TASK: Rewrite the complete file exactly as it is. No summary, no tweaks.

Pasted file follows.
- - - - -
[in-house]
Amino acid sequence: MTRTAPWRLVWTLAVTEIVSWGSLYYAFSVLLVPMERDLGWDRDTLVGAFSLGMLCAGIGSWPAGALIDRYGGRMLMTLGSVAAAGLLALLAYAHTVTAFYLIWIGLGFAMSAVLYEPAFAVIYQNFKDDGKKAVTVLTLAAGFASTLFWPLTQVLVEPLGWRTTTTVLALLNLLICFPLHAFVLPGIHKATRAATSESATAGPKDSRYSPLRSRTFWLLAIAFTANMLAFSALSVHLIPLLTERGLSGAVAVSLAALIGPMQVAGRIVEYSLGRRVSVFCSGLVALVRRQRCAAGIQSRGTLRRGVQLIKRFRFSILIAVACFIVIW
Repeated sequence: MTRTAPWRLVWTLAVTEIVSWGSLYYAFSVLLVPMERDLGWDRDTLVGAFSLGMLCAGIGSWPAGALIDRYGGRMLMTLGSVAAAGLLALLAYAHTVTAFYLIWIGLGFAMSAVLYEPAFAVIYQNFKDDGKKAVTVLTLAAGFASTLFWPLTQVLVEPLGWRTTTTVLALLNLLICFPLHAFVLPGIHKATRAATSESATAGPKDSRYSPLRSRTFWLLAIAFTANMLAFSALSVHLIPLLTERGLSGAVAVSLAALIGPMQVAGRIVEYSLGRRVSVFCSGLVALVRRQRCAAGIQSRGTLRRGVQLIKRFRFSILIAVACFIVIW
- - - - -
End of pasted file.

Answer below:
[in-house]
Amino acid sequence: MTRTAPWRLVWTLAVTEIVSWGSLYYAFSVLLVPMERDLGWDRDTLVGAFSLGMLCAGIGSWPAGALIDRYGGRMLMTLGSVAAAGLLALLAYAHTVTAFYLIWIGLGFAMSAVLYEPAFAVIYQNFKDDGKKAVTVLTLAAGFASTLFWPLTQVLVEPLGWRTTTTVLALLNLLICFPLHAFVLPGIHKATRAATSESATAGPKDSRYSPLRSRTFWLLAIAFTANMLAFSALSVHLIPLLTERGLSGAVAVSLAALIGPMQVAGRIVEYSLGRRVSVFCSGLVALVRRQRCAAGIQSRGTLRRGVQLIKRFRFSILIAVACFIVIW
Repeated sequence: MTRTAPWRLVWTLAVTEIVSWGSLYYAFSVLLVPMERDLGWDRDTLVGAFSLGMLCAGIGSWPAGALIDRYGGRMLMTLGSVAAAGLLALLAYAHTVTAFYLIWIGLGFAMSAVLYEPAFAVIYQNFKDDGKKAVTVLTLAAGFASTLFWPLTQVLVEPLGWRTTTTVLALLNLLICFPLHAFVLPGIHKATRAATSESATAGPKDSRYSPLRSRTFWLLAIAFTANMLAFSALSVHLIPLLTERGLSGAVAVSLAALIGPMQVAGRIVEYSLGRRVSVFCSGLVALVRRQRCAAGIQSRGTLRRGVQLIKRFRFSILIAVACFIVIW